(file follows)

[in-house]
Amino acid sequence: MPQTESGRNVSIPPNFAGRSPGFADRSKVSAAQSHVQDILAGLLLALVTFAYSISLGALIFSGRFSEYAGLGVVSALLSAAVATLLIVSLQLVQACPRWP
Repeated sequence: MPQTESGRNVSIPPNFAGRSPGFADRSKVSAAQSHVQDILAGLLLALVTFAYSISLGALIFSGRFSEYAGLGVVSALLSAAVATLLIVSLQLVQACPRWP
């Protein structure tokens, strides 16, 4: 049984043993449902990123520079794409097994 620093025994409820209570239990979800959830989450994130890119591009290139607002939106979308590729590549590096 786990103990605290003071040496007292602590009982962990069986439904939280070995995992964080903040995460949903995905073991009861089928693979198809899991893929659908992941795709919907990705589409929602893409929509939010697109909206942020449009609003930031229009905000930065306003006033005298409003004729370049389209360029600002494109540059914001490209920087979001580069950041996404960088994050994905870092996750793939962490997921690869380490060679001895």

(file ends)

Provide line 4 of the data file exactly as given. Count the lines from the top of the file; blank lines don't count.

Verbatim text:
């Protein structure tokens, strides 16, 4: 049984043993449902990123520079794409097994 620093025994409820209570239990979800959830989450994130890119591009290139607002939106979308590729590549590096 786990103990605290003071040496007292602590009982962990069986439904939280070995995992964080903040995460949903995905073991009861089928693979198809899991893929659908992941795709919907990705589409929602893409929509939010697109909206942020449009609003930031229009905000930065306003006033005298409003004729370049389209360029600002494109540059914001490209920087979001580069950041996404960088994050994905870092996750793939962490997921690869380490060679001895």